Big 12 Coaches Aware Of Stress, Health Risks
Courtesy: Wendell Barnhouse, Big 12 Insider
          Release: 11/06/2013
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Wendell Barnhouse is a nationally-known and respected columnist who has spent over 20 years covering collegiate athletics. He has reported from 24 Final Fours and more than three dozen bowl games and has written about the Big 12 and its schools since the conference's beginning. Barnhouse will be updating the Big 12 Insider on happenings and behind-the-scenes information about the conference.

By Wendell Barnhouse | wendell@big12sports.com
Big12Sports.com Correspondent
Big 12 football coaches range in age from Kansas State’s Bill Snyder (74) to Texas Tech’s Kliff Kingsbury (34). It just so happens the Wildcats meet the Red Raiders in Lubbock Saturday at a time when the stress of being a head football coach is getting plenty of attention.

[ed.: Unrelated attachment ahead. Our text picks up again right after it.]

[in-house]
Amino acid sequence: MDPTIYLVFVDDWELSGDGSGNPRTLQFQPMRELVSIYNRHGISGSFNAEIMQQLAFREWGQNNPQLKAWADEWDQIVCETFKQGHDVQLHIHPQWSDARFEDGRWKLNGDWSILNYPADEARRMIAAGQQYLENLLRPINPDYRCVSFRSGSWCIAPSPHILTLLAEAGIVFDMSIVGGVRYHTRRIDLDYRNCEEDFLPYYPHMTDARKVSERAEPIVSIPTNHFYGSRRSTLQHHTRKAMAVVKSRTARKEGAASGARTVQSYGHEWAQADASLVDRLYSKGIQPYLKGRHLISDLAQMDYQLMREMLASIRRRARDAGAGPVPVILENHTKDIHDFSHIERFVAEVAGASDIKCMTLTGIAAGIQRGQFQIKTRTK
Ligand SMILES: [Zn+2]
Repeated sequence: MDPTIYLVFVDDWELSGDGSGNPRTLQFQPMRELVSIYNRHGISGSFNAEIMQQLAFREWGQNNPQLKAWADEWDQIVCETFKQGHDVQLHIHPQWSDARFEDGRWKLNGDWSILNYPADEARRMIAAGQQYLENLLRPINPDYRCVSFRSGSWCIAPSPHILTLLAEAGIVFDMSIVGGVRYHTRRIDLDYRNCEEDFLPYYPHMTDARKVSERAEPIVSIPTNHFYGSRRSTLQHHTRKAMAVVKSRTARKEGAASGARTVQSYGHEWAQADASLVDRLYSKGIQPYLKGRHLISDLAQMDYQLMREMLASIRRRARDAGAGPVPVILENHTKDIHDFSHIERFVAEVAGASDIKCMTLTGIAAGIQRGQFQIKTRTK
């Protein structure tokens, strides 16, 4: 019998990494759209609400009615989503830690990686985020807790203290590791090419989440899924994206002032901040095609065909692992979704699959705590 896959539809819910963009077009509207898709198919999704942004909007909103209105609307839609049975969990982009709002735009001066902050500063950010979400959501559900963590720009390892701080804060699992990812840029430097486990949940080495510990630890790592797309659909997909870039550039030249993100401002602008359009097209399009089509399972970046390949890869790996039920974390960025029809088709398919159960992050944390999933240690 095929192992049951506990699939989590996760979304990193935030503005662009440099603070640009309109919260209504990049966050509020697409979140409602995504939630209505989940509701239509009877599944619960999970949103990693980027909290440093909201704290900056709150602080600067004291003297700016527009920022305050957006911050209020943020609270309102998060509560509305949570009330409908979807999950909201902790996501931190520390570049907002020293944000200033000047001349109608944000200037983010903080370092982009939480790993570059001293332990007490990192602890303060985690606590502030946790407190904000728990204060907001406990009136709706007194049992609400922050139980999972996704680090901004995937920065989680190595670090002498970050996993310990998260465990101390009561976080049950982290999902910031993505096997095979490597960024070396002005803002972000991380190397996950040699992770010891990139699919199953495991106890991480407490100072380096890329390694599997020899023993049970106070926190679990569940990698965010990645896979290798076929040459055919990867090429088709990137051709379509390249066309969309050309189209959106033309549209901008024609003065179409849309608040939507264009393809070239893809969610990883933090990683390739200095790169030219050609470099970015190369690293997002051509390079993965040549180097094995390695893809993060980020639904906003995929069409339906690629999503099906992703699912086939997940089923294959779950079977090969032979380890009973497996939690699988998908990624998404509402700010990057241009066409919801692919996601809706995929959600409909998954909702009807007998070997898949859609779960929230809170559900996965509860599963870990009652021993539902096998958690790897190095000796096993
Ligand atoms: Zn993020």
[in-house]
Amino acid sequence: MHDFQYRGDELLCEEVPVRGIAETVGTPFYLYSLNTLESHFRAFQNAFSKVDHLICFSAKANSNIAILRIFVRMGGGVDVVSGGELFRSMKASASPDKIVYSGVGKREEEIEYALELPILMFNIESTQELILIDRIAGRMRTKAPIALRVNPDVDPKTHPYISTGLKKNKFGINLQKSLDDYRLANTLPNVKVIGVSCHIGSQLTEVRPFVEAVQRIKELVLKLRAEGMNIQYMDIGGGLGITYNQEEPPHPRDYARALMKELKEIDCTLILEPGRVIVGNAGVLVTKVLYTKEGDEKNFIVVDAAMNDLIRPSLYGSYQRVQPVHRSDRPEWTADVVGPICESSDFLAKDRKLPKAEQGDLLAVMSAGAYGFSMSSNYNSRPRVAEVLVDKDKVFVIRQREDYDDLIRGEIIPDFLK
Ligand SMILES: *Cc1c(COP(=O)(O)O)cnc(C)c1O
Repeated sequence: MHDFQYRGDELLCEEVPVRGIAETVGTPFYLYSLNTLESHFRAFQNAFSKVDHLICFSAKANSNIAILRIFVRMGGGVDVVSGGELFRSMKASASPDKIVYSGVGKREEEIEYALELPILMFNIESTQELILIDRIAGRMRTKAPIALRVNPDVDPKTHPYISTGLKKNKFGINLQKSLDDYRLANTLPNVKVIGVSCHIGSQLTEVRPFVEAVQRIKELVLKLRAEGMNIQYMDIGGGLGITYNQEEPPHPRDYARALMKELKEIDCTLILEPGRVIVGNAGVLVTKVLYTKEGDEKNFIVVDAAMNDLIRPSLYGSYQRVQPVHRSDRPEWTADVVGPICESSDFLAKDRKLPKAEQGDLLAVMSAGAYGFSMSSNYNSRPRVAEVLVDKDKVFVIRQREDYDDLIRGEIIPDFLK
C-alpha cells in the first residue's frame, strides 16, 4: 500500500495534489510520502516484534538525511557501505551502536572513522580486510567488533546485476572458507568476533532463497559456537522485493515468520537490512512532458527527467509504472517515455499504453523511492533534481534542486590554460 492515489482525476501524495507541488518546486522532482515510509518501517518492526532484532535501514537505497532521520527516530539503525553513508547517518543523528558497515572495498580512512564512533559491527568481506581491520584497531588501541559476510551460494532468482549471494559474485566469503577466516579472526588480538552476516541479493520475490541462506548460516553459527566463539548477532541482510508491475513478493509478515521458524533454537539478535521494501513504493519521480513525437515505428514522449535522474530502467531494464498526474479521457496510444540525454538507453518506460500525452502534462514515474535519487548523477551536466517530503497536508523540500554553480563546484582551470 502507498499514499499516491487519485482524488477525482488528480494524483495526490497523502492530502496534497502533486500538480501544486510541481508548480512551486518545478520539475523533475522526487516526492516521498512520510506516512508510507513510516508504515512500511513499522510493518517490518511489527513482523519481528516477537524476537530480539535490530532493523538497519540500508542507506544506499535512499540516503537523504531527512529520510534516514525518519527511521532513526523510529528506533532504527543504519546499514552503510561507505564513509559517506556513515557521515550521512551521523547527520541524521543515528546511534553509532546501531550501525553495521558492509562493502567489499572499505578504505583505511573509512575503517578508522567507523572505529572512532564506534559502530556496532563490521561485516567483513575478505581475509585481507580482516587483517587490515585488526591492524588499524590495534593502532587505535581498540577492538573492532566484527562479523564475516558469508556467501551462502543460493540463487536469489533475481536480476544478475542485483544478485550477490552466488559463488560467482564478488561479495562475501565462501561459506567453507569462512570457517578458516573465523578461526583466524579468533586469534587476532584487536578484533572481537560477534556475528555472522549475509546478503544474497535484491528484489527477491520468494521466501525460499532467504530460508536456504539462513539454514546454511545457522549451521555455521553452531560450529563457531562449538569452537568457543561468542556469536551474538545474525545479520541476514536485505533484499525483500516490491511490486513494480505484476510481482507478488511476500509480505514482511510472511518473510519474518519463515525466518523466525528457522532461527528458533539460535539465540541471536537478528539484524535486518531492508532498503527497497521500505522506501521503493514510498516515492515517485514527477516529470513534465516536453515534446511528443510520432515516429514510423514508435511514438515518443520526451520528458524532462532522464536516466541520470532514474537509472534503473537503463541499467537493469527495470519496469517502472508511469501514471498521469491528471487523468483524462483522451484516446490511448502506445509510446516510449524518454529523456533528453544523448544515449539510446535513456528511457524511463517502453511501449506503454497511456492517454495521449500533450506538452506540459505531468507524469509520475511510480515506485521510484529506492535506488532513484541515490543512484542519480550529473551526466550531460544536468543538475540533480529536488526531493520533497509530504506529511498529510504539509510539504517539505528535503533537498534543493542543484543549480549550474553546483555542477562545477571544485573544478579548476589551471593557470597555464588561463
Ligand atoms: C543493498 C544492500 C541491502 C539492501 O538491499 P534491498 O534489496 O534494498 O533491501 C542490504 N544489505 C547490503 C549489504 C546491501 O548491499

Minnesota’s Jerry Kill has had to reduce his role this season because his epilepsy is exacerbated by the stress of the job. In the NFL, Denver’s John Fox and Houston’s Gary Kubiak have been sidelined because of health issues.

“Obviously, it’s extremely stressful,” Snyder said Monday on the Big 12 coaches teleconference. “You see that across the country and it’s grown over a period of time because it’s become all about winning and losing and money and television and not about the things it was initially about. That creates, I believe, a great deal of pressure on those that are involved in the profession.”

Kingsbury and Kubiak are friends – Kubiak’s son Klint worked with Kingsbury at Texas A&M.

“It makes you think about some of the stresses of coaching,” said Kingsbury, a first-year head coach. “It’s a stressful profession and you have to take care of yourself and not take it too seriously, but it’s an intense game.”

Million-dollar contracts, being the Big Man On Campus and the lure of winning championships are balanced by never-ending work schedules, pressure and stress. Once the season starts, normal healthy pursuits – a good night’s sleep, exercise, a balanced diet – can be pushed aside for game planning, film study and practices.